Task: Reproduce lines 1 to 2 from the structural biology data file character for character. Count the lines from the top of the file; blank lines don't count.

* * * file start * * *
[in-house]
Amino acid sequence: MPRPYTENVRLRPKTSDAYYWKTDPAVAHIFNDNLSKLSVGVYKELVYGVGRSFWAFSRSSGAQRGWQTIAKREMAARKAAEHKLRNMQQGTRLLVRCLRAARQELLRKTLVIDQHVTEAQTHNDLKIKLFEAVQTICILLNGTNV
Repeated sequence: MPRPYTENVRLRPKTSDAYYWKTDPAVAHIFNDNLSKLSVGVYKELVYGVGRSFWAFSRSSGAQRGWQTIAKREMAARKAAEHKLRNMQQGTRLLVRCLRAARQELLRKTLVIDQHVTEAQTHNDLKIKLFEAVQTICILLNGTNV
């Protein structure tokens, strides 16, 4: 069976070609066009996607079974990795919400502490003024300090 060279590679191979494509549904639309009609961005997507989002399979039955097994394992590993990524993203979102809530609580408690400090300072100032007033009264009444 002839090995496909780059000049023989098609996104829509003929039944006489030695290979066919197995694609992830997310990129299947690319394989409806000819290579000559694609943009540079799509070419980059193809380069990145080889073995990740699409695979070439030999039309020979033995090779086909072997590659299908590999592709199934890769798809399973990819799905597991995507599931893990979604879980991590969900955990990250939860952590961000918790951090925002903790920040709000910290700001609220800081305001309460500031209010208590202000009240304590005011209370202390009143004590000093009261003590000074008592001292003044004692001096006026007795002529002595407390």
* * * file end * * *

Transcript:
[in-house]
Amino acid sequence: MPRPYTENVRLRPKTSDAYYWKTDPAVAHIFNDNLSKLSVGVYKELVYGVGRSFWAFSRSSGAQRGWQTIAKREMAARKAAEHKLRNMQQGTRLLVRCLRAARQELLRKTLVIDQHVTEAQTHNDLKIKLFEAVQTICILLNGTNV